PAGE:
Friday, 23rd of June
“Are you going to Scarborough fair?” some blokes asked once upon a time. The answer from Haitham was “Do we have to?”
We woke up to a drizzly gray day, a complete turn-around from the sizzler we arrived to on Monday. Undeterred, we headed out to our next destination with a fond farewell to York. Our plan was to kill some time before our next B&B check-in with a cheeky wander through a nearby area in the Moors–however, when we arrived at our destination of choice, it was still chucking it down.
Luckily for us, a quick google provided the answer. “What to do when it’s raining in Yorkshire” saved the day: time to paint some mugs in Bridlington!
Where is Bridlington you may ask?
What an adorable illustration. If you’ll notice, Bridlington is on the eastern coast, and has no wee icon to mark its presence (unless you count the nearby sheep). I think if I were to chose one, it would be perhaps a turd. Or this lady in her fully enclosed wheelchair/scooter thing.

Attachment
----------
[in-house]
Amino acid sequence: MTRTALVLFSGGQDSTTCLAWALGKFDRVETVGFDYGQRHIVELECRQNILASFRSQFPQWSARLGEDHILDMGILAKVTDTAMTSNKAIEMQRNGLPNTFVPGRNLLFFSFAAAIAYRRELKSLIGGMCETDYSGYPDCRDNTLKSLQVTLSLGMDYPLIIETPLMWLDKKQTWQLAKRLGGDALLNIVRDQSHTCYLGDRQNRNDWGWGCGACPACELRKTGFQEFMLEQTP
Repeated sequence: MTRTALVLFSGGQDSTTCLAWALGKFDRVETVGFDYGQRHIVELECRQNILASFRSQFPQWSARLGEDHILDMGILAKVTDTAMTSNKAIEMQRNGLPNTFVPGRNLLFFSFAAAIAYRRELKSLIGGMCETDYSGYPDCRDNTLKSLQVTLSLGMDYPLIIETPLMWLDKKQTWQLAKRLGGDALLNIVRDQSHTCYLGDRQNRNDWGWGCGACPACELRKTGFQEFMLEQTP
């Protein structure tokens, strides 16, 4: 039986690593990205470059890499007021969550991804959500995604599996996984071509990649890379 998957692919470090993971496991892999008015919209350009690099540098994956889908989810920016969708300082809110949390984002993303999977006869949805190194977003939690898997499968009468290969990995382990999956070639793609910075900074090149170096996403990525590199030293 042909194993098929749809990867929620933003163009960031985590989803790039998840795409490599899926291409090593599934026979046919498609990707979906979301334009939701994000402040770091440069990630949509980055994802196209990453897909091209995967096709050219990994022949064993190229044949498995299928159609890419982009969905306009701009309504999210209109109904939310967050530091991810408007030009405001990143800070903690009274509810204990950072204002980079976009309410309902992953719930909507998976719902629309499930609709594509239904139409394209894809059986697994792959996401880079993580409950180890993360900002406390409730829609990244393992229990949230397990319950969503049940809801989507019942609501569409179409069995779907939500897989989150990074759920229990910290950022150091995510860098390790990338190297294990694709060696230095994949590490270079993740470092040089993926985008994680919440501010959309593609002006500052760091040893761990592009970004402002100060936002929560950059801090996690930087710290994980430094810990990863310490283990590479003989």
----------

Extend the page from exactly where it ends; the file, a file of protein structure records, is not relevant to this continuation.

Bridlington was kinda shit.
Nevermind that though, we did totally paint the hell out of two mugs in Bridlington at a place hilariously called Pot-A-Doodle-Doo! (And how.) Mine was a dinosaur; Haitham a streaked…. thing.
Such focus. We barely spoke to each other during our painting session, so intense was our attention.
With the promise of a delivery of kiln-fired mugs within the next few days to our flat, we hit the streets once more with our B&B in mind. We may have hit the streets a little quicker than we entered, eager to leave the rather decrepit old seaside town. Next stop: the moors, and our home for two nights!
Did I mention it was a farm, y’all?
Upon arrival things kicked off to a very great start with the presence of an extremely friendly black lab whose name, it turned out, was Lolly. Lolly spent the vast majority of her time on the farm greeting guests with her big brown eyes and waggy tail, and alternately hoping people would throw the ball. As a concierge, I give her a 10/10.
Once we were settled in, we naturally decided a roam about the place was in order. After all, we (I) wanted animals, so animals it was time to get! As it happens, the B&B provided extremely well. Baby cows with big gooey chocolate eyes, little pigs that snorted and snuffled, a very standoffish goat that somehow teleported in between different fenced-in fields, even highland cows busy scratching their arses and other cow things. And Lolly supervising the lot.
Honestly. First a chocolate feast the day before, now a B&B to match my dreams.